“It’s about building upon what’s already in place,” Marmol told Woo, and let me say here that you need to subscribe to The Athletic. “It’s not that we’re going to run away from tradition, the things that have given this organization a ton of success for a ton of years. It’s just building upon that and modernizing certain strategies.”

When Shildt got fired, he spoke of looking forward to the next baseball opportunity, adding “which I’m sure will be many.” The Padres interviewed him for their open manager’s job but hired Bob Melvin instead. The Mets don’t have a manager, and I don’t see Shildt as a good fit there. And he should be choosy instead of leaping into a bad gig that almost certainly will lead to failure.

MLB manager gigs will come open during the 2022 season. Let’s not forget how Herzog took a little time off before rolling into St. Louis after being fired by Kansas City. La Russa was canceled by the Chicago White Sox after 64 games in 1986, and it didn’t take Oakland long to bring him in as manager. Prominent recent managers have sat out a year to wait for the next opportunity, one that appealed to them: Buck Showalter, Terry Francona, Joe Girardi, etc.

Shildt won the NL Manager of the Year prize in 2019, and received Manager of the Year votes 2018, 2020 and 2021. When a manager who runs a team for 3 and ½ seasons attracts Manager of the Year votes in four seasons, that’s impressive. He’ll get another shot.

Speaking of the Cardinals’ cherished history, Shildt said this on MLB Network:

“Even from the beginning I wanted to do my part to be a good steward of that, create value for the organization. In St. Louis it’s hard to establish anything personal, because that’s what makes the organization so special. It’s about the Cardinals, The Birds on The Bat. And then you get the opportunity to manage the club for 3 and ½ years, and that stewardship ramps up a little more. I was really pleased that I was able to do it with a bunch of great players, a bunch of great people, the staff was phenomenal. But ultimately to really continue and take on and carry on the tradition of St. Louis Cardinal baseball. And that’s to win baseball games, and carry yourself with class and dignity on and off the field.”

That’s a little too serious from the standpoint that the Cardinals on occasion take themselves too seriously. That’s why people make fun of them. But Shildt means it. And he meant well by saying it.

However …

I respect Shildt’s Christianity and his unshakeable faith. But with all due respect, I think he needs to be careful with the “God didn’t want me to be there anymore” explanation for his termination in St. Louis. This reminds me of athletes who say “It’s God’s will” after losing games.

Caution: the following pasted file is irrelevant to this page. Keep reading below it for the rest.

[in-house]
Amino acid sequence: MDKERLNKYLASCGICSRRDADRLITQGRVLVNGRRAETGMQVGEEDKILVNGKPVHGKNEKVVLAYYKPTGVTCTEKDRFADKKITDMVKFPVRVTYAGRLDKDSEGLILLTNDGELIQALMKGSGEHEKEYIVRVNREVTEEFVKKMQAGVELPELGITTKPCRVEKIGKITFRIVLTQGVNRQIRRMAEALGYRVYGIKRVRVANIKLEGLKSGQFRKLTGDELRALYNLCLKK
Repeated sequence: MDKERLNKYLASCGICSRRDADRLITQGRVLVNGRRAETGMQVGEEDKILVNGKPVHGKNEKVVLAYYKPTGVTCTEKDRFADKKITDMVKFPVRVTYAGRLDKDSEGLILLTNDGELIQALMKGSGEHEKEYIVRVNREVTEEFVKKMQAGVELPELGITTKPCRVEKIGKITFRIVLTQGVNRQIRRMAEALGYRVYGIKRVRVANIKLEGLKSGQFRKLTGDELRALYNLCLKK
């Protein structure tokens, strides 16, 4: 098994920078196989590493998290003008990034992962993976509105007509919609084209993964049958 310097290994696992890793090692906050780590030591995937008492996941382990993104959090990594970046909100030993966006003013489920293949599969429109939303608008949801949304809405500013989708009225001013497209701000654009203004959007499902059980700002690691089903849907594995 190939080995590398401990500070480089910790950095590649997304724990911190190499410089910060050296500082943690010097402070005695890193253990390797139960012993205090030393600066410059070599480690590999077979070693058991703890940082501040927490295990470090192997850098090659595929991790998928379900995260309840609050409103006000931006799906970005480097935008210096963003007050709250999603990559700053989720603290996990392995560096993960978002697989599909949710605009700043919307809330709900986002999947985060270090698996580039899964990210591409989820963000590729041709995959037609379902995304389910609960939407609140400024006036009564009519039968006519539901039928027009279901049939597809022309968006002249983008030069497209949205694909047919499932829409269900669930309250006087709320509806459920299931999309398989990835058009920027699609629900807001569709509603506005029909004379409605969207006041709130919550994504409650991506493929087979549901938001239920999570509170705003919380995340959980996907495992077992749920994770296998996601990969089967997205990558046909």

A while back I was a member of a weekly Fellowship of Christian Athletes group led by a graceful and bluntly honest pastor who strongly disagreed with athletes who relied on the “It’s God’s Will” answer to everything — especially failure in the athletic arena. He called it a cop out and stressed that all humans must look inward and search for ways to improve as a person, as a husband or wife, as a partner, as a parent — and yes, as a professional in their chosen careers.

God doesn’t care who wins a baseball or football or hockey game, OK?

Teams looking for a new manager will want to know that Shildt understands why the Cardinals went in another direction, and they will want to see if he accepts any responsibility for shortcomings or conduct that led to his dismissal. Saying “God didn’t want me to be there anymore,” may be a completely sincere feeling in Shildt’s heart, but it strikes some of us as a bit of a cop-out, and I don’t think the answer will serve him well when potential employers want to hire a baseball manager.

I know this from experience in my career. When I got fired from a job for the first and only time — ostensibly because of the economic downturn caused by the pandemic — the first thing I did was take a hard, unforgiving look at myself to understand why I needed to take responsibility and ownership of my flaws. Before being sacked, I wasn’t in a peaceful place on a personal level. I put myself through the ringer with the intent of finding value in the unpleasantness of going through adversity. I had to be honest about myself. What could I do better? Was there a better way of handling myself? I know I caused stress for others by being so intense all the time. And that was wrong. How can I be better at my next job? How can I more considerate colleague?

Team owners and baseball executives will want to thoroughly explore the baseball side of Shildt, and the baseball-personality part of Shildt. They will want to seek detailed answers on modern-thinking baseball topics, and they will want to know everything there is to discover about his baseball leadership and how he worked with his coaches and players. And, in Shildt’s case, especially the coaches. And yes, his views on analytics will likely be a huge factor in the way potential employers grade him as a candidate. They will also ask him about his personal side, and what motivates him. And then Shildt can talk freely about the impact of Christianity in his life.

Shildt will move on, and move into a good job — but only if he looks within himself to learn from his demise as the Cardinal manager. And here’s the deal: all fired managers go through this, so in time Shildt will shake it off and benefit from the knowledge derived from past mistakes. That’s my hope.

Thanks for reading …

–Bernie